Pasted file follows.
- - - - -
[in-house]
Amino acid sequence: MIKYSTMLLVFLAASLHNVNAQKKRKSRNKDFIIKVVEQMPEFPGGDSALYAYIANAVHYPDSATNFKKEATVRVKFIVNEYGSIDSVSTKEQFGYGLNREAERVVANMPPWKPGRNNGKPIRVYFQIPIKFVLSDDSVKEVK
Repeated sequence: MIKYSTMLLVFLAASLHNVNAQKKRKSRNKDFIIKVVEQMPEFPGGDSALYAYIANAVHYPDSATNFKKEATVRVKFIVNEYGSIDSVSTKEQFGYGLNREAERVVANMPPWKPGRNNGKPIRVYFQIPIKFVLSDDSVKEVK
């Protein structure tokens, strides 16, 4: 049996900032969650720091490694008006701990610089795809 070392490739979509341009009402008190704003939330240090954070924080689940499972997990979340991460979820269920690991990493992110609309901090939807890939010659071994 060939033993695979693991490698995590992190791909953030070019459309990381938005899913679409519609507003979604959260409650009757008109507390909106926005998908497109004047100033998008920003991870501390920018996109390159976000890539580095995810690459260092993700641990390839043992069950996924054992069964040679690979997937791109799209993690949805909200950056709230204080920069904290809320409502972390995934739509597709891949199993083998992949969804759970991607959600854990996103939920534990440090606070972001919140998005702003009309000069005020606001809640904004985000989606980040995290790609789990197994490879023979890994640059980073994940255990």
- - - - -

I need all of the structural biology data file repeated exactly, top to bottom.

[in-house]
Amino acid sequence: MIKYSTMLLVFLAASLHNVNAQKKRKSRNKDFIIKVVEQMPEFPGGDSALYAYIANAVHYPDSATNFKKEATVRVKFIVNEYGSIDSVSTKEQFGYGLNREAERVVANMPPWKPGRNNGKPIRVYFQIPIKFVLSDDSVKEVK
Repeated sequence: MIKYSTMLLVFLAASLHNVNAQKKRKSRNKDFIIKVVEQMPEFPGGDSALYAYIANAVHYPDSATNFKKEATVRVKFIVNEYGSIDSVSTKEQFGYGLNREAERVVANMPPWKPGRNNGKPIRVYFQIPIKFVLSDDSVKEVK
């Protein structure tokens, strides 16, 4: 049996900032969650720091490694008006701990610089795809 070392490739979509341009009402008190704003939330240090954070924080689940499972997990979340991460979820269920690991990493992110609309901090939807890939010659071994 060939033993695979693991490698995590992190791909953030070019459309990381938005899913679409519609507003979604959260409650009757008109507390909106926005998908497109004047100033998008920003991870501390920018996109390159976000890539580095995810690459260092993700641990390839043992069950996924054992069964040679690979997937791109799209993690949805909200950056709230204080920069904290809320409502972390995934739509597709891949199993083998992949969804759970991607959600854990996103939920534990440090606070972001919140998005702003009309000069005020606001809640904004985000989606980040995290790609789990197994490879023979890994640059980073994940255990």